There’s something dangerous happening in the yarn industry. There are two points of immediate worry for the industry, specifically in Yarn.
Firstly, Yarn prices have declined 30% from last year, and the damage has hit exporters. The slowdown in China, our largest export market (33% of our yarn exports are to China), has impacted sales and shipments.
“About 40-50 per cent of the textile production is exported and China is one of the big markets. But China is striving to push exports by making the pricing of its products attractive in the global markets. With more stocks in hand here, the prices will fall drastically in the absence of corrective measures,” said M Anantha Reddy, general secretary of the Telangana Spinning and Textile Mills Association. “A few players are looking for restructuring of their debt,” he said. Stocks of finished goods at mills have increased as buyers refused to lift the stock because of decline in prices, he added.
The price of yarn is down by Rs 10 on a month-on-month basis and by Rs 30 a kg compared with the corresponding period last year, Reddy said. The price of fine yarn (above 30 counts) is now Rs 156 against Rs 176 last year. The two-count yarn is now around Rs 136. The price reduction has eroded the margins for the industry and affected their turnovers.
With the decline in international demand, China, which would take our Yarn, and make fabric and Garments out of it, is choosing to shun Indian imports. In
The textile industry is very large, with more than 10 crore people employed in it. If this big an employer industry, sees its biggest market hit, there’s bound to be an impact, sooner or later.
The US, Canada, Japan and 9 other countries are getting their free trade act together. And they don’t include India. In return for protection on drugs with longer patent times, copyright protection and other concessions like access to markets, the US will not charge any duty to many goods made in these countries and exported. The “free trade zone” effectively means Indian exporters will be charged duties on certain things (like textiles) while manufacturers in these countries will not.
And yarn is a big problem.
D.K. Nair, secretary general of the Confederation of Indian Textile Industry, said the TPP will adversely impact the textiles industry because of the yarn forward provision. The yarn forward rule requires clothing to be made from yarn and fabric manufactured in one of the free trade partners to qualify for duty-free treatment under the trade pact. “At present, we export yarn and fabric to Vietnam which then makes the textiles and exports to countries like the US. Now, because of the yarn forward rule, they will be under pressure to develop local production,” he added.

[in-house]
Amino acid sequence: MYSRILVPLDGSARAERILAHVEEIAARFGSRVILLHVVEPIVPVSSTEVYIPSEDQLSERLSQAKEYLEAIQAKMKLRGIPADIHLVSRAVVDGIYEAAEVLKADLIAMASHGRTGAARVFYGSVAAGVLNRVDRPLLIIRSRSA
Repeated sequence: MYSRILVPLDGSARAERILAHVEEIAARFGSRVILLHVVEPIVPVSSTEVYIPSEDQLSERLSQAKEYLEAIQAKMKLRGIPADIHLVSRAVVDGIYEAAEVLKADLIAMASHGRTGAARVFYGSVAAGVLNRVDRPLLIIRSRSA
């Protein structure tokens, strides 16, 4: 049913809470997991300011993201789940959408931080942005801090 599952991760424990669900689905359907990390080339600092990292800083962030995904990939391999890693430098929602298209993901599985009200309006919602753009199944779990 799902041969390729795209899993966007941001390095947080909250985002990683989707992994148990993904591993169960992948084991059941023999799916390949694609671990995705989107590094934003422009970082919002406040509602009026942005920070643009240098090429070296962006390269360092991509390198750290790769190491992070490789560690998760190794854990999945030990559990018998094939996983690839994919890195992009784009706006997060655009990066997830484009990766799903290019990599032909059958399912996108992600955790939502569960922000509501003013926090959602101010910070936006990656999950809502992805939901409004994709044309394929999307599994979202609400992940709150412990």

Effectively, Indian yarn producers, who would export to Vietnam (which is one of the TPP countries) will face a problem: If the Vietnam’s garment makers buy Indian yarn, their exports to the US/Canada are not tax free. But if they buy locally made yarn (or yarn from other TPP countries), taxes are not applied. The answer is simple: Indian yarn exporters to Vietnam are going to lose.
The TPP has been agreed upon, but now each member country will need to okay it, and the US Congress needs to ratify it as well. The US and Canada are worried about the hit to their auto industries. Other countries have worries about how much drug prices in their countries will rise. The overall benefits, though, outweigh the negatives and in a few months, this deal could become reality.
There’s a large number of stocks that deal with Textiles and Yarn. From Ambika Cotton (who’s a niche exporter of fine yarn) to KPR Mills to Vardhman Textiles to Arvind Limited, India has a large presence in the space. We exported around $30 billion of them all (FY 2015) and it’s a very large employer.
These stocks had benefited big time on the back of low cotton prices, after China banned raw cotton imports last year (to protect local cotton growers). Now, they’ve slowed down their yarn imports. The frontline stocks will be impacted in different ways, but it’s obvious they haven’t been hurt enough yet.
The economy has a bigger problem: employment. If an industry that employs 10 crore people will suffer, it will take away jobs. This will obviously cause the government to bail out companies, and to provide more employment.
Already the government has been attempting to buy as much cotton as possible to keep prices high (cotton prices are Rs. 4,100 per 37 kg, as procured by the government, which already holds too much, but will have to procure more). Soon, will they have to buy yarn to keep the mills running? The impact to the fiscal situation will be big if they do, and it will be bigger as a political issue if they don’t.
The lower costs and then, the lower prices, should have helped reduced garment and yarn prices in India too. But India is not very good at handling things when prices fall, because it’s disruptive – after all you don’t ask employees to take salary cuts, you would much rather fire them and hire a cheaper alternative. The disruptive nature of this change is not acceptable, which is why we put steel duties when world prices have fallen, we try to rescue even the richer of farmers by buying rice and wheat even though we let it rot, just because we don’t want prices to fall. Our reaction to the dropping of yarn prices will also be to rescue first and bring prices back up.
The macro picture here is just beginning to form. We’ll have to see company results in this quarter to see if something is amiss, and we’ll see how the TPP evolves. But the best of the Yarn industry in terms of results may be behind us.